We were at the beach, which was oh so wonderful, with our excellent across-the-street neighbors. (Yes, I could just say neighbors, but it feels wrong.) We spent a few hours bobbing the waves, because that's kind of the thing that I love in the world, and then we sat on towels. The conversation worked itself around to what everyone was reading, and it turned out our across-the-street neighbor was reading this:
How was it? She said it was awesome—compulsively interesting. It turns out that this is exactly her type of book: something that looks at science from a cultural perspective. I was mostly struck by the fact that it's the type of book I would never choose for myself.
BUT. When we were talking about these types of books—this whole cultural histories of scientific phenomena—Chestnut cried out, "But that's the kind of book I like! And there's hardly any books like that for kids."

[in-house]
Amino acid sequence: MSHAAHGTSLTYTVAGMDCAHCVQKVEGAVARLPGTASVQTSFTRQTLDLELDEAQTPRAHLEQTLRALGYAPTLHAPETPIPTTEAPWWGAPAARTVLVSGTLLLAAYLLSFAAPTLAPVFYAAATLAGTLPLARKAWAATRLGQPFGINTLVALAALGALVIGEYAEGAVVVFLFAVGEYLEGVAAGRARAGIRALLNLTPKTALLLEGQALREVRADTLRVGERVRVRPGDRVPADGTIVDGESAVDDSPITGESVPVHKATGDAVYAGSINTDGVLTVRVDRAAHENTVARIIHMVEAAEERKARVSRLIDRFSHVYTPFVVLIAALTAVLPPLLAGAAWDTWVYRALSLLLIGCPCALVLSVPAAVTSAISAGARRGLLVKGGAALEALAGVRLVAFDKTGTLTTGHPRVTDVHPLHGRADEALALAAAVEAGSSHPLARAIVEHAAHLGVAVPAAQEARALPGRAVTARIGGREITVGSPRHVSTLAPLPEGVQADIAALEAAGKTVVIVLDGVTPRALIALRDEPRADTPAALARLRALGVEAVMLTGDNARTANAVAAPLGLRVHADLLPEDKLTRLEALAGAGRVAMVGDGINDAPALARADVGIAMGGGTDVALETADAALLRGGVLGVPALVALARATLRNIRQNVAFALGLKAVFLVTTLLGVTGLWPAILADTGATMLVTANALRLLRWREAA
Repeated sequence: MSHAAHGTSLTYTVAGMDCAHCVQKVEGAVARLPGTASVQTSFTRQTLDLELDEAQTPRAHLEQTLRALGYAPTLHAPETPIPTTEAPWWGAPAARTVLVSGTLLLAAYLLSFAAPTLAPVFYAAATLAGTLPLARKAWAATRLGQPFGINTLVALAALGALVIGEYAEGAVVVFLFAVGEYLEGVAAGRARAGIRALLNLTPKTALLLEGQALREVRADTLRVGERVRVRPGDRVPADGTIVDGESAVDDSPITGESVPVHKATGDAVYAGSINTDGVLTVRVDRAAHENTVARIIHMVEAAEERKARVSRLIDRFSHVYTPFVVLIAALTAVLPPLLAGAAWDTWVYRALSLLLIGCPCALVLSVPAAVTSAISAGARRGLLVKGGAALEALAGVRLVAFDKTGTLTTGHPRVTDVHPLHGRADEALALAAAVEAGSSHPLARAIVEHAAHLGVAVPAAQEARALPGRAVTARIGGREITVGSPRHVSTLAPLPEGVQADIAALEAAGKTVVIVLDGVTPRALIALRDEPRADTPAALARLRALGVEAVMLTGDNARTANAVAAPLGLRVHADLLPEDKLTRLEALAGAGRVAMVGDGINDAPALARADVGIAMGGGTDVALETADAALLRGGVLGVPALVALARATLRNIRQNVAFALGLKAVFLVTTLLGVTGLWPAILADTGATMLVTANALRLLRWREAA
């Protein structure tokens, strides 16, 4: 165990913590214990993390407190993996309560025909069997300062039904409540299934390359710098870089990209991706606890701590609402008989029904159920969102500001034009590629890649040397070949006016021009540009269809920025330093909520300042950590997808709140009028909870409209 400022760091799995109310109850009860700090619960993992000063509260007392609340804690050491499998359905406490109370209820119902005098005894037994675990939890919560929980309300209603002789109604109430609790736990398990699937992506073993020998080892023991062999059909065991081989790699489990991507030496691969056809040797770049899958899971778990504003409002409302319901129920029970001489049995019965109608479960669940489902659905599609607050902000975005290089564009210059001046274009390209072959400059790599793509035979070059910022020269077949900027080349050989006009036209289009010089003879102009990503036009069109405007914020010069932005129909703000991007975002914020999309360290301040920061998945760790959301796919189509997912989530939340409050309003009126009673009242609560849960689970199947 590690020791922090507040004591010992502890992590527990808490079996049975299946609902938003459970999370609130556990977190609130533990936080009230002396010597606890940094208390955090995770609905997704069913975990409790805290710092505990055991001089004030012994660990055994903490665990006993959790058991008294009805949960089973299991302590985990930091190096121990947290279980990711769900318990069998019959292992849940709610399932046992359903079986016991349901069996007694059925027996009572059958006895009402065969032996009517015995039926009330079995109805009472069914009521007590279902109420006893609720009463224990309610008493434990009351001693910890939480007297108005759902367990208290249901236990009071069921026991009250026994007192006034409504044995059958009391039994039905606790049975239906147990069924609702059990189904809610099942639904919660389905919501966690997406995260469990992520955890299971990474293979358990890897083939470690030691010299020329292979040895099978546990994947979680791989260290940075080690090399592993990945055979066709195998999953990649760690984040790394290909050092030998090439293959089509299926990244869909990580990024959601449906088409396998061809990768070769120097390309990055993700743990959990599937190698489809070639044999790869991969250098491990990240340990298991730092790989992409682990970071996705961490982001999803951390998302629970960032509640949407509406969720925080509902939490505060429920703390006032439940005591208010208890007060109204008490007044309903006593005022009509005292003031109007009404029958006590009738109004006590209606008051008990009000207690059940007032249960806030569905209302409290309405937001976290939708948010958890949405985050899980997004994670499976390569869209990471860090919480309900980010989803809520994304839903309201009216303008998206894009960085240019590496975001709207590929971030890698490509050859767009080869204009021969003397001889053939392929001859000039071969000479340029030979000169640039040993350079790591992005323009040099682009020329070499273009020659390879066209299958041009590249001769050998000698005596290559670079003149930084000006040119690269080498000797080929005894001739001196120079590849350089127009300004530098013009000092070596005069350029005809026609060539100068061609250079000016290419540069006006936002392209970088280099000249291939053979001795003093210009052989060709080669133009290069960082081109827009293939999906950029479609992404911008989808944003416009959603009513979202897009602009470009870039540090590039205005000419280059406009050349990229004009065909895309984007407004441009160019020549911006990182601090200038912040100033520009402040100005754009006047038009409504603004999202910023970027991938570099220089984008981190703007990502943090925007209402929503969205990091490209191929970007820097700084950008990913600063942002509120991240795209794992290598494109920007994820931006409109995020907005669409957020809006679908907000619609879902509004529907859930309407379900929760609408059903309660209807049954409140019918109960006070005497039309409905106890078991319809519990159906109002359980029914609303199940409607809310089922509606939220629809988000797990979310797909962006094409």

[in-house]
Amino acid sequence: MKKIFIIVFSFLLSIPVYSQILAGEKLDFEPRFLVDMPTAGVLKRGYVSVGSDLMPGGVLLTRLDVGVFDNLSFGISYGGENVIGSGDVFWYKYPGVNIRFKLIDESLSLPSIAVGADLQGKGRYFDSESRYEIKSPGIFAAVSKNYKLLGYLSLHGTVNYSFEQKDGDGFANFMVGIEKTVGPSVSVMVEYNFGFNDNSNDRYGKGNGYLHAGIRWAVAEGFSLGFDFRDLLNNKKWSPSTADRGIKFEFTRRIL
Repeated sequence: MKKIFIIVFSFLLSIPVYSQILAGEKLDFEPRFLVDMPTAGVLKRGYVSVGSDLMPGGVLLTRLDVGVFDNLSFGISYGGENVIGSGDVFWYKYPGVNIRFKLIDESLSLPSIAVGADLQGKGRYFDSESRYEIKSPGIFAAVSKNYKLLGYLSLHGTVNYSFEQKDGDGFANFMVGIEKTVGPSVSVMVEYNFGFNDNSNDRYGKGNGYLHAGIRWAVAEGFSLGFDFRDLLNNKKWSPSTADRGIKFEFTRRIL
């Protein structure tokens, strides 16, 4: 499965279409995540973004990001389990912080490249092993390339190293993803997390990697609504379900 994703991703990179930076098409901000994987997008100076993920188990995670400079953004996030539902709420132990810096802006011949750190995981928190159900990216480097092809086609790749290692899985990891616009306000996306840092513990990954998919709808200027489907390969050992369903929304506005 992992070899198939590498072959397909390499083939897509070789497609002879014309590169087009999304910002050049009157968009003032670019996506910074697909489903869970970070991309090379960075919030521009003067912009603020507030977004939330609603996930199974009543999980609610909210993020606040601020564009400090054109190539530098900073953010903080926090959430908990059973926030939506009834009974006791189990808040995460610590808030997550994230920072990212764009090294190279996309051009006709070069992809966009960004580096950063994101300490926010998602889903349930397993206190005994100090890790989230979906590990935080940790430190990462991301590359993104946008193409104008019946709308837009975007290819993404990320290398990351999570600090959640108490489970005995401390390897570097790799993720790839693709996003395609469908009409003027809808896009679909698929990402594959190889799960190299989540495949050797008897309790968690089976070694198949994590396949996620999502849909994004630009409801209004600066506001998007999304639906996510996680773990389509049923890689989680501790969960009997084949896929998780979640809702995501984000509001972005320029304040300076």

Is this true? I mean, I don't know anything like this for kids. I think Muse magazine does a pretty good job about talking about compelling nonfiction and scientific concepts. But books? I don't know. There are a slew of books about the Titanic, and there are all those technical books, then list-y books, but cultural history? Nothing comes to mind.
Myself, I tend to be a predominantly fiction-reading person. But Chestnut made me think. When I've ventured forth into the nonfiction world, it's been pretty cool, really. It's good to be reminded that there is a wider world out there. But I wish it were there for her, too. Or maybe it is, and I just don't know it? Do you?